"This is a moment when community members come together to help each other in the face of a deadly pandemic," Linfield President Miles K. Davis said. "We're happy to do our part and support health authorities who are working to get vaccines to those who need them."
9: Group circulates petition to enact home rule in Yamhill County
A group called Yamhill County Taxpayers for Home Rule began circulating a petition in September to create a home rule charter for the county. The charter amendment would have to be ratified by the county's voters, but the group failed to garner sufficient signatures to place the question on the November general election ballot.
Yamhill County is one of 27 counties in Oregon that operates under state law. Home rule allows a county to create legislation specific to its region if the county does not violate the state and federal constitutions.
Organizers acknowledged in September that gathering signatures would be difficult during the COVID-19 pandemic, but still urged people to sign the petition if they felt strongly about the prospects of localized government.
Earlier plans to enact home rule, most recently in 2018, have been unsuccessful, with significant opposition from voters as well as some members of the Board of Commissioners
10: Victims share stories of drinks drugged at Newberg bar
Disturbing accounts of hazy nights and spiked drinks emerged on social media in January, with patrons pointing to a popular Newberg business: First Street Pub.
Women and men detailed instances of losing control of their faculties after one or two drinks, while others described witnessing people slip drugs into drinks.
The owner of the bar pushed back against the claims and local police said at the time they hadn't received reports of the crimes. Yet over a dozen people shared their stories in the comments of various posts in the Newberg-Dundee Citizens Info Group as well as private Facebook messages.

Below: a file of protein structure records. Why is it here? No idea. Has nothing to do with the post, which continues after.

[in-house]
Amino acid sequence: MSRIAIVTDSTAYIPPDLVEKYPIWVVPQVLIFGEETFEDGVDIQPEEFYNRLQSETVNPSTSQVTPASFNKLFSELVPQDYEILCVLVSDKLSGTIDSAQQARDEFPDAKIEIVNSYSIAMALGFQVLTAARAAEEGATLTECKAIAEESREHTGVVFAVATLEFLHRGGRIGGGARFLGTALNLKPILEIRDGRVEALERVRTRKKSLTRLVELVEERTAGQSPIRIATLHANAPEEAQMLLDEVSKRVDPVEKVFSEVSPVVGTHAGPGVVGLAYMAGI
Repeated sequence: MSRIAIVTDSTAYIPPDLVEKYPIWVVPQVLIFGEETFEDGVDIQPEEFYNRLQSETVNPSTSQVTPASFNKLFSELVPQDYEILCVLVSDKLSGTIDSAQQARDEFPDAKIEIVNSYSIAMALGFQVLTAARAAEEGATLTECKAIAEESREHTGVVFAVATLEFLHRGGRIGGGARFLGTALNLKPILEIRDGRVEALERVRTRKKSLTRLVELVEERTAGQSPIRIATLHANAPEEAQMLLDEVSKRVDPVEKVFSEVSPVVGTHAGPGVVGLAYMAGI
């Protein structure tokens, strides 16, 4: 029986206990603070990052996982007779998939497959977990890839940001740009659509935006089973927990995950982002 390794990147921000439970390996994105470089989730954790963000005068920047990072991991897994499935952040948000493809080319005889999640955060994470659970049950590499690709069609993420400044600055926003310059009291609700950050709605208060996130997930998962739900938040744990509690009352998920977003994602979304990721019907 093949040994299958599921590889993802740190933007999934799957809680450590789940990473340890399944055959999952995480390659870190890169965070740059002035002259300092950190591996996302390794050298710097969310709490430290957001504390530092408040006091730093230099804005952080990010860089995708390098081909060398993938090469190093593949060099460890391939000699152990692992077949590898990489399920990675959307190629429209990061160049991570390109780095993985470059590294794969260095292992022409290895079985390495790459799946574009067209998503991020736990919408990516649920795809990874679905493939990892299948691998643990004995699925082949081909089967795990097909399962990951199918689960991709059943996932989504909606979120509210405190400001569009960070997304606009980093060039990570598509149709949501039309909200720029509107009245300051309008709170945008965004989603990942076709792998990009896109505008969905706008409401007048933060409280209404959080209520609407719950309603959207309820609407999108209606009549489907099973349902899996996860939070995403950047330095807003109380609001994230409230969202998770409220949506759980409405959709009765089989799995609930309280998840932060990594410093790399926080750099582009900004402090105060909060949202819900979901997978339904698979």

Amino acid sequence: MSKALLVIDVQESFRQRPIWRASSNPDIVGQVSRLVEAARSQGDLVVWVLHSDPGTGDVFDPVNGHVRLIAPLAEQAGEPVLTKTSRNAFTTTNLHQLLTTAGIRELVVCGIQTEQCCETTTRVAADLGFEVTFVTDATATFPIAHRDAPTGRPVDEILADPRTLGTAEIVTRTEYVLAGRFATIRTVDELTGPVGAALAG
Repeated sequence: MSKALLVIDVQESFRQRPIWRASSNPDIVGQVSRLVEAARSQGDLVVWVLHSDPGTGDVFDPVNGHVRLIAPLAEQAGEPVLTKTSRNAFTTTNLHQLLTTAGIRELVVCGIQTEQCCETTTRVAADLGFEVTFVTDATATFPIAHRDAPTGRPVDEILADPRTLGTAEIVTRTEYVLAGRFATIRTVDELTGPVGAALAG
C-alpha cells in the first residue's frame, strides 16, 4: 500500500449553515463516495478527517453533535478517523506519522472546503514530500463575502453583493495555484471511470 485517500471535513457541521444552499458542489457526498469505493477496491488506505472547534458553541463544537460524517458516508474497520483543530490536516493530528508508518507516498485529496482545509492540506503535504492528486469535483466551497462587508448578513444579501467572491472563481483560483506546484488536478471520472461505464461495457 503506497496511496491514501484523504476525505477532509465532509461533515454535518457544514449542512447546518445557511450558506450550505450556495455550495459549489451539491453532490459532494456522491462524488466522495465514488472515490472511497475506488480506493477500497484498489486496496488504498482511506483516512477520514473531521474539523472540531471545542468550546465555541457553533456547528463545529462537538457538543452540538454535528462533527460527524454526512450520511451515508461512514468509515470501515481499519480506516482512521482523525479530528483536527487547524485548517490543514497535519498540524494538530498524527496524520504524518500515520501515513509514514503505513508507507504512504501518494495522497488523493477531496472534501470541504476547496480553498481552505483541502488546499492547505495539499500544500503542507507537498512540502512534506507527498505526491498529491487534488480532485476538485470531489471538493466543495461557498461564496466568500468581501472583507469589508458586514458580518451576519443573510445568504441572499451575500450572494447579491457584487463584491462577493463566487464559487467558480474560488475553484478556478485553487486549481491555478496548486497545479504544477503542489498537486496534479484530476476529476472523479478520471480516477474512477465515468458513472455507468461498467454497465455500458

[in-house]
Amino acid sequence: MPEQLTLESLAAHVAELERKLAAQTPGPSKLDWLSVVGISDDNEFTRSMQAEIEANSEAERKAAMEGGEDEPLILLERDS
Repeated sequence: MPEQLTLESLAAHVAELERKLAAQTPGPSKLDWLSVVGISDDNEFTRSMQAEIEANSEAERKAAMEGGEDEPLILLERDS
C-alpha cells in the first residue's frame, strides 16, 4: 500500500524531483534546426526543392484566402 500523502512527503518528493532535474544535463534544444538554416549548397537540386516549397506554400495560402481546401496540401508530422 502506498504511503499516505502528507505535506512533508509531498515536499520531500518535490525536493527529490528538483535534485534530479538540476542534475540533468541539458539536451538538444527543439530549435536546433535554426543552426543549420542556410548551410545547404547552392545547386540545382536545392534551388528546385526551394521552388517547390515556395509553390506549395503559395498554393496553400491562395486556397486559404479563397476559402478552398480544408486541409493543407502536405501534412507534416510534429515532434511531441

Emma Prendergast said she went to the pub with some friends on April 26 and ordered a whiskey and Coke.
"Very quickly I began to get a 'euphoric' feeling in my body," she said. "My head felt as if it was not attached to my body. I remember looking at my hands and thinking to myself, why can't I feel or control my hands? I immediately went to my boyfriend, who was at the bar with us, and told him I didn't feel good and wanted to go home."
Prendergast said she, her boyfriend and the rest of their group began to return to their residence on Second Street when her symptoms worsened. She said her legs and body were shaking, her depth perception was altered and it took more than one person just to get her into the house.
Prendergast's skin was cold to the touch, she said, and she began to repeatedly black out and vomit throughout the remainder of the night.
11: The fight of her life
Many people who have contracted COVID-19 suffered through the disease without having been officially diagnosed. Newberg's Claire Green was one of them.
The 27-year-old began displaying symptoms in mid-March that quickly accelerated over the next few days.
"(The) dry cough became more aggressive and persistent," she said. "I couldn't take a deep breath without breaking into a painful coughing fit."
Fortunately, Green's husband, Timothy, is a certified nursing assistant and began regularly monitoring her vitals. That is when he determined that the amount of oxygen in his wife's blood, measured with a pulse oximeter, had reached alarmingly low levels while her temperature was increasing.
Green contacted her doctor, who did an assessment over the phone.
"They told me that my symptoms and onset were consistent with the virus, but not to come in because, although I was coughing and short of breath, they didn't have tests to confirm if I was COVID-19 positive or not," she said.
Still, Green traveled to a doctor's office and was tested for flu and other respiratory illnesses. The results were negative, but she was ordered to return home and continue self-isolating.
Self-isolating in her small apartment was nearly impossible and, it turned out, unnecessary as her husband and 2-year-old son, William, soon developed light symptoms.
Green's symptoms remained, eventually worsening before abating.
"It was a full two weeks before my lungs weren't painful while breathing," she said. "I was sick for longer than anyone else in my family, and it took me three full weeks to feel well, but I was still easily exhausted and winded for about a month."